“We started comparing what it would cost to [migrate everything to Millennium] and what it would cost to stay on Soarian – knowing that at some point it wouldn’t be supported – and we conducted a financial analysis. In the end, working with Cerner and getting more functionality and integration would save us millions of dollars over a seven year period, if we could swallow the cost of a big-bang conversation,” Anderson says. She adds in the past, the health system didn’t think it could afford Cerner.
One Year from Now
Cerner is approaching the one-year anniversary from when the deal was first announced. While the transition isn’t finished, Burke and Flanigan are looking ahead to August of 2016. By then, they predict the different platforms will “indistinguishable” and Siemens’ revenue cycle products and talents will be infused into Cerner. As some have noted, this is easier said than done. Companies like Allscripts struggled with large-scale mergers and were arguably worse off from their attempts at trying.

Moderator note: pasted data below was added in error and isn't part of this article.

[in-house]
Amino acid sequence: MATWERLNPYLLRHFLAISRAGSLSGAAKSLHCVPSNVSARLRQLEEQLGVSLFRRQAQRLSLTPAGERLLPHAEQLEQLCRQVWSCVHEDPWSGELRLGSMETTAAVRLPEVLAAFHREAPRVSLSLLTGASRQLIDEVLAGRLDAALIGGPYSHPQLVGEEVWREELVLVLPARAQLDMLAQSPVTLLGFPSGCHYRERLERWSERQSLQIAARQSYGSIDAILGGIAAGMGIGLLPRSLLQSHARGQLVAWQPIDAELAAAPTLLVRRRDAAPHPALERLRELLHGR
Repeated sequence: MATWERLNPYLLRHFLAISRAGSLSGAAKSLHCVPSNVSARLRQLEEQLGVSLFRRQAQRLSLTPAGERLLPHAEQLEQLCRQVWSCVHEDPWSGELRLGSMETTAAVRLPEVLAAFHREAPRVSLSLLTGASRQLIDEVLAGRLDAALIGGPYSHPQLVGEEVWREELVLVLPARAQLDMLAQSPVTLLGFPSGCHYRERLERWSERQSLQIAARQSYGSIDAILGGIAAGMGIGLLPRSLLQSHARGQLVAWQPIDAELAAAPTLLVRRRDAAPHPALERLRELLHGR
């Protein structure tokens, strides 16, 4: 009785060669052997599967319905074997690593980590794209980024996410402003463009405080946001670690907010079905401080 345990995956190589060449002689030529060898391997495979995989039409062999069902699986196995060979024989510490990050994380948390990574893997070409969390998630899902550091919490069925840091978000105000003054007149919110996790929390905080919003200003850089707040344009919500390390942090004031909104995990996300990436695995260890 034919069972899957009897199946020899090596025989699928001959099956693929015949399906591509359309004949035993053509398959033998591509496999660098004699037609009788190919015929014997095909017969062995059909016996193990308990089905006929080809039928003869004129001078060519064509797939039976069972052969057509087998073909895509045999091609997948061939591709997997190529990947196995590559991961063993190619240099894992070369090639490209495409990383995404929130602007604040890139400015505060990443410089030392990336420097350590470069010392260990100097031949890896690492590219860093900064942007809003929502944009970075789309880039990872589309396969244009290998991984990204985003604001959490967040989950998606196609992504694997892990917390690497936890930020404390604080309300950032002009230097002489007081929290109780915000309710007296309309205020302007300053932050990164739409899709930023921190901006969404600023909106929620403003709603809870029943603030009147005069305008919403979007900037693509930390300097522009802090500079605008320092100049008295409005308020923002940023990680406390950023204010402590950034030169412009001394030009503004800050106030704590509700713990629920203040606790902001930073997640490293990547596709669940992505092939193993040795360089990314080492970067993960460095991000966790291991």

Cerner is confident though, that it can execute on this strategy, all while maintaining a level of nimbleness for a company of its size and staying competitive with its chief rival. “I don’t know who the underdog or the heavyweight is, but we like where we’re positioned, we like the level of investment we have here, we think this is a great place to be for the combination of healthcare and technology, and we’re delivering this at a time where our clients need solutions to be better. I’m excited about our trajectory,” Burke says.
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